A new study has found that people who eat fast food meals three or more times a week are notably heavier than those who don't consume fast food very often. The study, from Temple University, Philadelphia, also showed that Americans are reluctant to pay more for healthy foods and more likely to consider healthy items bland-tasting.
"The results underscore the importance of competitively pricing healthy foods," said Kelley E. Borradaile, Ph.D., lead author and research assistant professor in the Department of Public Health and the Center for Obesity Research and Education (CORE) at Temple University.
AdvertisementThe findings came from random-sample surveys conducted in 2004, 2005, and 2006 with a total of 12,666 ethnically diverse U.S. residents. The principal objective was to examine behaviors and attitudes that influence food choices when eating out.
Participants reported eating out about five times a week, men more often than women. Fast-food restaurants were the most popular eating establishments for breakfast and lunch, while fast-food and casual dining were the two most popular places for dinner. Ease, convenience and cost were among the top reasons respondents ordered value/combo meals at fast-food restaurants.
Temple researchers found eating out can have serious consequences. The body mass index of those consuming three to six fast-food meals per week was significantly greater than the BMI, a measure of body fat based on height and weight, of those who reported never consuming fast-food meals or consuming one to two fast-food meals per week.
Adding an additional one, two or three fast-food meals to that diet was associated with a .63-, 1.26-, and 1.89-kg increase in weight, respectively. Comparing survey responses from 2004 and 2006, Dr. Borradaile and colleagues found that Americans are less willing to pay more for healthy menu items and are more likely to agree with the statement that healthy foods taste bland.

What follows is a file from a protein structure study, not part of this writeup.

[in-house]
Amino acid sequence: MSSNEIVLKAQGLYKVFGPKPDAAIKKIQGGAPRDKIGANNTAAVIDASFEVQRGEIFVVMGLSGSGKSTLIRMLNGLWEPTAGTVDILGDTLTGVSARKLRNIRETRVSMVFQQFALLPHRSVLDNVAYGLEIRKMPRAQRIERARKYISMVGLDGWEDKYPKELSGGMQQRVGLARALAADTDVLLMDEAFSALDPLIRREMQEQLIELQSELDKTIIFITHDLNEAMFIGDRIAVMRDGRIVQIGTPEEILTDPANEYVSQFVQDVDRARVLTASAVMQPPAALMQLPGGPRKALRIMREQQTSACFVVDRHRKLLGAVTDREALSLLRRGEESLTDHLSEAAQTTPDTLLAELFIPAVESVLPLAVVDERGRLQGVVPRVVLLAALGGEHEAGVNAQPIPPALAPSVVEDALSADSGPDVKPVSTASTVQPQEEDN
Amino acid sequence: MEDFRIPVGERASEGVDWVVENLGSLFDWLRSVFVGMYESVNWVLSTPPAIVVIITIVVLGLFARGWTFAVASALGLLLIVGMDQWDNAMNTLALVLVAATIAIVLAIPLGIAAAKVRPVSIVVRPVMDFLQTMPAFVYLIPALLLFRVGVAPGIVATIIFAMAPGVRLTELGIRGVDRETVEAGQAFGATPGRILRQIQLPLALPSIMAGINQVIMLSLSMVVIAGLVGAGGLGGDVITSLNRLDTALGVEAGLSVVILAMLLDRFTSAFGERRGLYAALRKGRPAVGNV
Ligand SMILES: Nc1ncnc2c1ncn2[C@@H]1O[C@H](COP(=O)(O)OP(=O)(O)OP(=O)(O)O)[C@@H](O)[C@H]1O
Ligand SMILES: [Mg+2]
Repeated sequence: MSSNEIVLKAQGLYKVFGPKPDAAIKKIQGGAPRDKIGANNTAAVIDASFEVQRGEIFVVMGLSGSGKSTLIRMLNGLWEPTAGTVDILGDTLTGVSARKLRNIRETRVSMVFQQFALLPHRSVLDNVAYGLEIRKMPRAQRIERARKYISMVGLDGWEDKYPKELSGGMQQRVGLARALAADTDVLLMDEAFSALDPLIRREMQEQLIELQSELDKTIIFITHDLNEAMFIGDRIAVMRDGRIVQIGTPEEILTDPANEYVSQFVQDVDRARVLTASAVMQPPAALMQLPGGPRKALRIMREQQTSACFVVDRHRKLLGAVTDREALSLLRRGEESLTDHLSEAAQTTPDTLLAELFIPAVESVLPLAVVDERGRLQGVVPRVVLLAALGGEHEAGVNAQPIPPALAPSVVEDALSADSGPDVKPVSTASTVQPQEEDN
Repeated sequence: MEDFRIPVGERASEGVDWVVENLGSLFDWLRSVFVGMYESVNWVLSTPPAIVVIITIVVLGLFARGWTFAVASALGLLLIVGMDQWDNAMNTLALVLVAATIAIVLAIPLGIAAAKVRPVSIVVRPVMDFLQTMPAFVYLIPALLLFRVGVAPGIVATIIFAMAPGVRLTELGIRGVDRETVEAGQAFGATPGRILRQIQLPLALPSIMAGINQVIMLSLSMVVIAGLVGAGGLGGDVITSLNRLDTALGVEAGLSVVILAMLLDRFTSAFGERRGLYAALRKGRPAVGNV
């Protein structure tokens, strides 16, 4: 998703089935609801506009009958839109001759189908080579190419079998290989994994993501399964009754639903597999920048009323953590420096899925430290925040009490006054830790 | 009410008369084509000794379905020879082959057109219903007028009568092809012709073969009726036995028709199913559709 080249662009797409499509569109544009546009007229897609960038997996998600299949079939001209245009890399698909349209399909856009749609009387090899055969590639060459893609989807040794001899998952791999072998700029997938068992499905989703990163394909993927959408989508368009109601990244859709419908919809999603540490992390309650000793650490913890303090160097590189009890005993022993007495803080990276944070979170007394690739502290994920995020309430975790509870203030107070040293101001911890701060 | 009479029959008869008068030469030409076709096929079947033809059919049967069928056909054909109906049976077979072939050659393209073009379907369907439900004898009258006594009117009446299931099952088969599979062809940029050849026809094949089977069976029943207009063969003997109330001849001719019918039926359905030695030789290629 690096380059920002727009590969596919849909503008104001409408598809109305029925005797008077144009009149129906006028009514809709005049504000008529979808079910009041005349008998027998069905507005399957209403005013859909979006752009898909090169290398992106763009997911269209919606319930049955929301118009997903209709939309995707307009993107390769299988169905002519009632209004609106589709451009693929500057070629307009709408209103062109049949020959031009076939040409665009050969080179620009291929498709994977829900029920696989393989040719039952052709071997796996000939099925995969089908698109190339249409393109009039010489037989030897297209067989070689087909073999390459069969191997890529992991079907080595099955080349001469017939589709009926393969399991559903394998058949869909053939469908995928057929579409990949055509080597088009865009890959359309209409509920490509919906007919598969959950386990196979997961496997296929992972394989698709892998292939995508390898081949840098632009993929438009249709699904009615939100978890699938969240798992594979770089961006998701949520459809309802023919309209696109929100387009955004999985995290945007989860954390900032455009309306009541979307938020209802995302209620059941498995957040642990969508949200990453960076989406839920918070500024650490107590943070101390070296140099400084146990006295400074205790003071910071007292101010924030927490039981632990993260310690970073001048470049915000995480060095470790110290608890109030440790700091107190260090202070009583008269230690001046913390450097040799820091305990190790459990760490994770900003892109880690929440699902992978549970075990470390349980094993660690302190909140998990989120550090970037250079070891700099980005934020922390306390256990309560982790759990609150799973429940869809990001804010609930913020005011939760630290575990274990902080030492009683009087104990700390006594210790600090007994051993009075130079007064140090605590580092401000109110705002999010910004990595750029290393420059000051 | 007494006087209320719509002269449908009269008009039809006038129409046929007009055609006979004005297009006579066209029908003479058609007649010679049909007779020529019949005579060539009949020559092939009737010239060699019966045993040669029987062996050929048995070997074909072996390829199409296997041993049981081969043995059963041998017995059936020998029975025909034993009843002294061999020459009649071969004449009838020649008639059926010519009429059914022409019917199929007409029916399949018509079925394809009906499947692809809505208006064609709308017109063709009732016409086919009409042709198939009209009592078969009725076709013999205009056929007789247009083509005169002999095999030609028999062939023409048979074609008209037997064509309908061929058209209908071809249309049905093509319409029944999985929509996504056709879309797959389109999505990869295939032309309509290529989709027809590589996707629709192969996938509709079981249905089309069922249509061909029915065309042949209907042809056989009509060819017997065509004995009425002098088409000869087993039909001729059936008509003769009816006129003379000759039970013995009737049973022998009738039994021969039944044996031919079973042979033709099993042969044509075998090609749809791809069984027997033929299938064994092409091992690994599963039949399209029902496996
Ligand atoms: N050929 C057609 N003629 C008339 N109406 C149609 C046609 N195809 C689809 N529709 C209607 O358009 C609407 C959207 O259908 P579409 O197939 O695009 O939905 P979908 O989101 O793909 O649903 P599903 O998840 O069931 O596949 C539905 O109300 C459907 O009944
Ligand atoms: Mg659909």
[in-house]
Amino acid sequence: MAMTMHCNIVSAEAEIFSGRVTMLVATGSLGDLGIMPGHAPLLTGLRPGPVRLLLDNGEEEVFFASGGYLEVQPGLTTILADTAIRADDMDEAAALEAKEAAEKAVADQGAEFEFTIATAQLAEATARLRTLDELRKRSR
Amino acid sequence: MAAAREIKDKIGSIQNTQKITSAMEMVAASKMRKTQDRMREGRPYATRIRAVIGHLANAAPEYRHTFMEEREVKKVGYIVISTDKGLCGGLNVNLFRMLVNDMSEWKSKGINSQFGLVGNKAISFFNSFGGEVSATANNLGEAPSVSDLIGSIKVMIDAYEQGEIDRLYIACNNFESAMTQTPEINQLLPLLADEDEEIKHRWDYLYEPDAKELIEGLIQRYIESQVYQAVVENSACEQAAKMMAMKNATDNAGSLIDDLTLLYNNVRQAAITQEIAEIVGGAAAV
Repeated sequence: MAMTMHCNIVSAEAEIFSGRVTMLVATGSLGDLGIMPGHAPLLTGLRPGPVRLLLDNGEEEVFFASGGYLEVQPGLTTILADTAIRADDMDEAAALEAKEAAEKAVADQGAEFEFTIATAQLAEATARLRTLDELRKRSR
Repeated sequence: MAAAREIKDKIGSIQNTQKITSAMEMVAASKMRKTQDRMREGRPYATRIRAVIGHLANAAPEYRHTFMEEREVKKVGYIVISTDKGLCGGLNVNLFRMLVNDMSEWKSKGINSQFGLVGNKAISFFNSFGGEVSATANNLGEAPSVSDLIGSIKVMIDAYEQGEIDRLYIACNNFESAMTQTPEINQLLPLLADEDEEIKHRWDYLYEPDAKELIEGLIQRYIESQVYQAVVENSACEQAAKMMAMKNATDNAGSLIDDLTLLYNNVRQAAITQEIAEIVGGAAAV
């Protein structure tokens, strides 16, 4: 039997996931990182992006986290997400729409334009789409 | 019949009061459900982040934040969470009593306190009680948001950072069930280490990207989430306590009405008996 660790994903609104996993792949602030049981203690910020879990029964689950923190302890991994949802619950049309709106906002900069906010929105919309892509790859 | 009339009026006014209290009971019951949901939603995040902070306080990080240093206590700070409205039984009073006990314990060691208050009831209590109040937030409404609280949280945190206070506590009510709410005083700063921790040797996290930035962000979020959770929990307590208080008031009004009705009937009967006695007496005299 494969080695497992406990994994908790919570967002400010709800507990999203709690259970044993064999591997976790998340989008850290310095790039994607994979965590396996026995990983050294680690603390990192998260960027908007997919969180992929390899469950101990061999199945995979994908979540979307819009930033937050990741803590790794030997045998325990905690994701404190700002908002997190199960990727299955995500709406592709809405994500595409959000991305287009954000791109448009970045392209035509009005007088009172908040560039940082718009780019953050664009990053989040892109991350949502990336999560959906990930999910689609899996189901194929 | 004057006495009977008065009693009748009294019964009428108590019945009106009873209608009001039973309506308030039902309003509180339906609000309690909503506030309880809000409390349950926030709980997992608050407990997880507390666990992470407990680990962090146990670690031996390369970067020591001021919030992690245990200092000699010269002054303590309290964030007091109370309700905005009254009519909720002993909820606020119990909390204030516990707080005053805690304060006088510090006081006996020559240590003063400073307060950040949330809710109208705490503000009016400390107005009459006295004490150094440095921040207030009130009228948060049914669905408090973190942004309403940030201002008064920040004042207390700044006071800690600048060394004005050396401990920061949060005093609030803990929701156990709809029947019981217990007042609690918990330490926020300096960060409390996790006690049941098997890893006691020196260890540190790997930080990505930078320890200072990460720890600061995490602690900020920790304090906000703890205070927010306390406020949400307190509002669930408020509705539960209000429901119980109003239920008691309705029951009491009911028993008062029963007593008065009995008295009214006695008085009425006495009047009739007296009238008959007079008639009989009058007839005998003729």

When asked to rate factors that would make healthy menu items more appealing, the 2006 respondents gave the highest scores to better taste, lower prices, greater convenience, and greater availability. About half the participants said they would be more likely to purchase healthy menu items if the foods were offered as part of a value or combo meal, and 41 percent expressed a desire to see nutrition information printed on menus.
"Because people will continue to eat outside the home, we need to make healthy foods more attractive in price and taste," said Gary D. Foster, director of CORE and president-elect of NAASO. The responses across all three years were similar except for three: Americans were less likely to pay more for healthier foods, less knowledgeable about healthy menu items and more likely to consider healthy items bland-tasting in 2006 than in 2004, said Borradaile.
The researchers said that fast-food restaurants could encourage healthier eating by offering a variety of tasty, healthy, and reasonably priced foods.
"Restaurant chains should be commended for increasing the number of healthy offerings; continued efforts are needed to make healthy food attractive to the palate and pocket," Foster said.